Fawry, Egypt's leading electronic payment network, crashed on Thursday, leading to widespread advisories warning users to immediately delete bank accounts details from the app.
Initial reports from customers indicated that random payments had been taken from their accounts, leading to speculation that the network was hacked.
Threat intelligence platform Falcon Feed reported a cyberattack that led to users' data being compromised.
In response, the Arab African International Bank confirmed that Fawry was under a cyber attack, with personal identification information (PII) of customers potentially exposed.
Immediate action was taken to block access, but the activity presents a significant threat to the security of customer data, the bank said.
The bank urged its employees to remove any cards registered on Fawry from the system and to closely monitor their transactions for potential issues in the coming weeks.
However, Fawry issued a formal statement denying any cyber breaches within Egypt, instead emphasising the efficiency and security of its electronic defences across all platforms and services.
Fawry's statement came as many customers faced issues accessing the website, which displayed server error messages, and were unable to reach their accounts on the mobile application.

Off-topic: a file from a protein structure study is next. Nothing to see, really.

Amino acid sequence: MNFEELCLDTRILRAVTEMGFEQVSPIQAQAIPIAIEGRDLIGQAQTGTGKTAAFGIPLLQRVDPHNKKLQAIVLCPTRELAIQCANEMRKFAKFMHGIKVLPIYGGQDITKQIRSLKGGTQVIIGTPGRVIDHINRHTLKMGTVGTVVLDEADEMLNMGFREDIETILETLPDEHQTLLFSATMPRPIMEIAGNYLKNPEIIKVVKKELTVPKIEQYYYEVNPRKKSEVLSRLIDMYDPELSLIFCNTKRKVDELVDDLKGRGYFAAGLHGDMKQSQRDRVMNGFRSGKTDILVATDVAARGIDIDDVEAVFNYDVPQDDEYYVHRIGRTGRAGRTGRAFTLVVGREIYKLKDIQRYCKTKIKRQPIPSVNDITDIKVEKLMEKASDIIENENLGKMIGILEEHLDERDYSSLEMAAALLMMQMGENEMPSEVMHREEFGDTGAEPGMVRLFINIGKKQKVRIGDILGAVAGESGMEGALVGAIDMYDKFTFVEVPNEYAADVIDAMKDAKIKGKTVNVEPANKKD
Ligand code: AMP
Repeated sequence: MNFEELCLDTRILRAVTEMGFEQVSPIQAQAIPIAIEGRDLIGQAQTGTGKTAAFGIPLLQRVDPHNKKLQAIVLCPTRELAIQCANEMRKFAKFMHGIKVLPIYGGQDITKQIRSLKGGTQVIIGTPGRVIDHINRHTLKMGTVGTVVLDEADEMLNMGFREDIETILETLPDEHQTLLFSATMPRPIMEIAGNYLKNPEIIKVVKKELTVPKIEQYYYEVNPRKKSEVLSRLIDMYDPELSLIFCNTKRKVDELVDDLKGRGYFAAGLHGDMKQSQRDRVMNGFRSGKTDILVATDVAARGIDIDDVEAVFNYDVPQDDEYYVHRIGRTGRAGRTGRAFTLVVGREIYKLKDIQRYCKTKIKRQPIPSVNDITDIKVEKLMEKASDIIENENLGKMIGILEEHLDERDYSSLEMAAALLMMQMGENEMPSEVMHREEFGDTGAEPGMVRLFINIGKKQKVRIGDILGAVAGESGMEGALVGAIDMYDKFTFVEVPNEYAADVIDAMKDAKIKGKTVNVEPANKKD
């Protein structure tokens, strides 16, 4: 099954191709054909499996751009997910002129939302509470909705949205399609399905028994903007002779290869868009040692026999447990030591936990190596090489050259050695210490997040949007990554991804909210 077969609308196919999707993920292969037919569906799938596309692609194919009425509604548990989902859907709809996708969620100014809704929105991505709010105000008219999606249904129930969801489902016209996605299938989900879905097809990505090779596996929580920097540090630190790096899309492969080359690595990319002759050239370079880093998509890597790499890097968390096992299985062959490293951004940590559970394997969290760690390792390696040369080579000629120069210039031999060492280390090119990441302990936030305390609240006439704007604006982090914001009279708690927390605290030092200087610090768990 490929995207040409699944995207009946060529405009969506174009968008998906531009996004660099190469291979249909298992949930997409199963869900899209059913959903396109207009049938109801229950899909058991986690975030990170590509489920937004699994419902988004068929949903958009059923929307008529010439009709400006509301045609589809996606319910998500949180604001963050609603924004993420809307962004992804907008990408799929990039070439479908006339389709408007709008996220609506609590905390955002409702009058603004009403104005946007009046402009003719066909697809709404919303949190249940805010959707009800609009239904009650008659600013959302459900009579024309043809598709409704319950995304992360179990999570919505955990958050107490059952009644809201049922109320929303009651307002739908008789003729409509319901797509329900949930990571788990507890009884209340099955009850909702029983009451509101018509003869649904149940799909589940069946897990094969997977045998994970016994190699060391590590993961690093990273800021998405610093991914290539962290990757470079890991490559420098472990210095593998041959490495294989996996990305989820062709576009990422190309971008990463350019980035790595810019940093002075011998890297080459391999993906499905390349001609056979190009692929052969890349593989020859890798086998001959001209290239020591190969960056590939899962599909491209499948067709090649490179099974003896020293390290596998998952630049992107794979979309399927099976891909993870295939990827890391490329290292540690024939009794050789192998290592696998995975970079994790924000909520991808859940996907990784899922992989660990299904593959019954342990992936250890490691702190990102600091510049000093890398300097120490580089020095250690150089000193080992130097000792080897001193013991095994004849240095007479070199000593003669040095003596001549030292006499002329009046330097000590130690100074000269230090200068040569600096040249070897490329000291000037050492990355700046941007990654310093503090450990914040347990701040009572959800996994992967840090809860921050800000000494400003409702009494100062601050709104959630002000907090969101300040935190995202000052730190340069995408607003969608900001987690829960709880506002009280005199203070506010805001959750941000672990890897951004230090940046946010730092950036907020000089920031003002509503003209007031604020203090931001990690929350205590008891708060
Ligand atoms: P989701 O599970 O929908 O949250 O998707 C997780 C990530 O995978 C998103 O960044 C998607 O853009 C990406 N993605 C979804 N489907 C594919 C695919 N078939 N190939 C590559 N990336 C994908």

The statement from Fawry said: “The company denies any rumours some have spread on social media about being subject to an attack or breach of its information system.”
“The company immediately investigated its servers live and based on the tests performed, it was determined that the servers serving customers and banks were not compromised.
“The company also assures that no financial or banking data of customers have been leaked and that it applies the highest cybersecurity standards according to the requirements of global regulatory bodies.”
Cyberattack confirmed by security site
Hackmanac, a specialised cybersecurity site, confirmed a ransomware attack against Fawry by the LockBit 3.0 gang, part of 25 similar assaults impacting companies globally today.
Hackmanac sources its data from the deep or dark web, the virtual space where cybersecurity attack data is traded. The site rated the attacks on Fawry as 5 out of 5 in terms of severity, with the scale starting from 1 to 5.
The gang has set a deadline of November 28 for Fawry to meet its ransom demands before it proceeds to publish the acquired data on the dark web.
A source from Fawry said that all data is fully encrypted and secured, hinting that the incident might be an attempt to merely disrupt the server operations rather than a full-scale data breach.